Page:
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Olive Edis

Olive Edis: Photographer at Ancient House, Museum of Thetford Life

An exhibition to celebrate the life and work of pioneering British photographer Olive Edis (1876-1955) is at Ancient House, Museum of Thetford Life from Saturday December 15, 2018 until Saturday September 14, 2019.

Although relatively unknown, Olive Edis was one of the most important photographers of the first half of the 20th century and the first-ever accredited female war photographer.

Indeed the breadth of her subjects from British royalty and aristocracy to the characterful faces of the fisherman of north Norfolk, together with her highly atmospheric photographs of the battlefields of France and Flanders taken during her time as an official World War One war photographer, raise her to international status.

Edward VIII 1920

The exhibition Olive Edis: Photographer is part of the on-going Olive Edis project supported by the Heritage Lottery Fund (see notes to editors), which aims to share with the world and boost awareness of Edis’ inspirational life and work

Oliver Bone, Curator said: “Olive Edis was a remarkable woman. She was well-educated, forward thinking, a visionary, an astute business entrepreneur and most importantly a talented photographer with a natural affinity for her subjects – however grand or humble each was afforded respect and dignity. Like the many influential and inspirational women that she photographed, Edis was herself a “new woman”. “Edis’ photographic legacy is a ‘national treasure’."

Belcher Johnson 1914

Robyn Llewellyn, Head of the Heritage Lottery Fund East of England, said: “Olive Edis’ work spans social, gender and geographical boundaries to provide an incredible glimpse into the personal world of her subjects, particularly those who were affected by the First World War. Thanks to money raised by National Lottery players we are thrilled to support this project which will finally provide her inspirational story with the recognition it deserves.”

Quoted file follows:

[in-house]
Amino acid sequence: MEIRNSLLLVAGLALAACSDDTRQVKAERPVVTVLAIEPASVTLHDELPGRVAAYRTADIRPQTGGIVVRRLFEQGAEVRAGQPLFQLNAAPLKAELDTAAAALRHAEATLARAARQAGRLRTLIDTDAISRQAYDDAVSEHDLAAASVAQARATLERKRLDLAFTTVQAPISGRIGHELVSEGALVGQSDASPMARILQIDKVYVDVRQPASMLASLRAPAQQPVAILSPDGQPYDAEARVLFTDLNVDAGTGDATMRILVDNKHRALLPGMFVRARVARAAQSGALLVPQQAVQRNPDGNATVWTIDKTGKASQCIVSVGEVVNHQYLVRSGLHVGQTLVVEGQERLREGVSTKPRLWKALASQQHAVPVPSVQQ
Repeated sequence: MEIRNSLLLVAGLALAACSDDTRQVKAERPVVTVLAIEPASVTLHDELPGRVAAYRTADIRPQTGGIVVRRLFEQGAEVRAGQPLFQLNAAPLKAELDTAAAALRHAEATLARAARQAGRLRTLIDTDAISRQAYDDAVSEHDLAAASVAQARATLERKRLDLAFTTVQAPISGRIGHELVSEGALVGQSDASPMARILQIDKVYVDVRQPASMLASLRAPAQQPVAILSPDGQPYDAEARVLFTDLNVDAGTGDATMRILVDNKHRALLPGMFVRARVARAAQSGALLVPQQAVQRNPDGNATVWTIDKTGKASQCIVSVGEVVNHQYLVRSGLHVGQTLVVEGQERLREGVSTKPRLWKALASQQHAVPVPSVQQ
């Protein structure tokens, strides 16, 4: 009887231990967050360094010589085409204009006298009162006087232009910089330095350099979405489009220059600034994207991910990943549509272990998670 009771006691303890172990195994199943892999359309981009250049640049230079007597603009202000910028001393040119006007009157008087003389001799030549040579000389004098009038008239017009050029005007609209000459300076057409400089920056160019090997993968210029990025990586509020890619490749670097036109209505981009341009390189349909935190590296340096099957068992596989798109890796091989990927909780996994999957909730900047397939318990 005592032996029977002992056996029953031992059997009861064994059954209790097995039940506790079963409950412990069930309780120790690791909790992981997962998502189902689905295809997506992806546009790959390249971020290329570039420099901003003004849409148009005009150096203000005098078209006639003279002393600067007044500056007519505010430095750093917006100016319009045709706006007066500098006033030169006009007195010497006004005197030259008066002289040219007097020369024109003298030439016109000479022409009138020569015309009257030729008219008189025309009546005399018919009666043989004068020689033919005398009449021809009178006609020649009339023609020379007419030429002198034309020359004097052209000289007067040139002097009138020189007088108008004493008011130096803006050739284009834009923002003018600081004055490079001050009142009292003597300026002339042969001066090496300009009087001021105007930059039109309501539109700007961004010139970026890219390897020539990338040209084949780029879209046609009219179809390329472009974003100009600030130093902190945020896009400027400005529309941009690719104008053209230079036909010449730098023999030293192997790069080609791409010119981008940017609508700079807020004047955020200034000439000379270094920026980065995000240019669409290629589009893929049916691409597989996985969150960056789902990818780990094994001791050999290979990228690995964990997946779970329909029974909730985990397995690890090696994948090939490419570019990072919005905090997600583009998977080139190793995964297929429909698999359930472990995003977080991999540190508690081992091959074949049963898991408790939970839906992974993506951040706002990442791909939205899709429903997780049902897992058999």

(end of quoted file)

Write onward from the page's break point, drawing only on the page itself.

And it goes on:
The exhibition features more than 60 rare photographs taken by Edis between the years of 1900 and 1955. The work is presented thematically starting with an introduction to Olive Edis and then looks at her photographic technique and technical expertise. Another section examines her skill in portraiture, which offers a rare glimpse into both high society of the day and the more simple life of East Anglian fisherman. ‘Votes for Women’ is another section featuring the Pankhursts and pioneering elected female politicians Nancy Astor and Elizabeth GarrettAnderson. As an entrepreneur and ground-breaker Edis herself was a “new woman”. Not only did she exemplify the emancipation of women and their changing role in society in her own life, she also recorded it. In addition, Edis’ remarkable war work provides another important theme.

George VI 1920

Edis’ reputation as a photographer grew rapidly and within a few years she already had an impressive list of sitters and commissions. An early self-portrait taken in around 1912 shows Edis as an elegant, rather demure, thoughtful young Edwardian lady gazing directly into the camera lens. She became a member of the Royal Photographic Society in 1913 and the following year was elected a fellow. With studios in Sheringham, Norfolk and later Farnham in Surrey and Ladbroke Grove London, she was something of a photographic entrepreneur quick to recognise the importance and potential of this new technology.

Over the course of her 50-year career, Edis photographed a huge cross section of society. Her signature style, which used natural light and shadow, resulted in striking portraits. Notable are her sensitive, natural photographs of Edward VIII as Prince of Wales and a young Prince Albert (later George VI). It is not known where the photographs would have been taken, possibly in Edis’ London studio. Edis also photographed several other members of the Royal Family including HRH The Duke of Edinburgh, as the young 15-year old Prince Philip of Greece.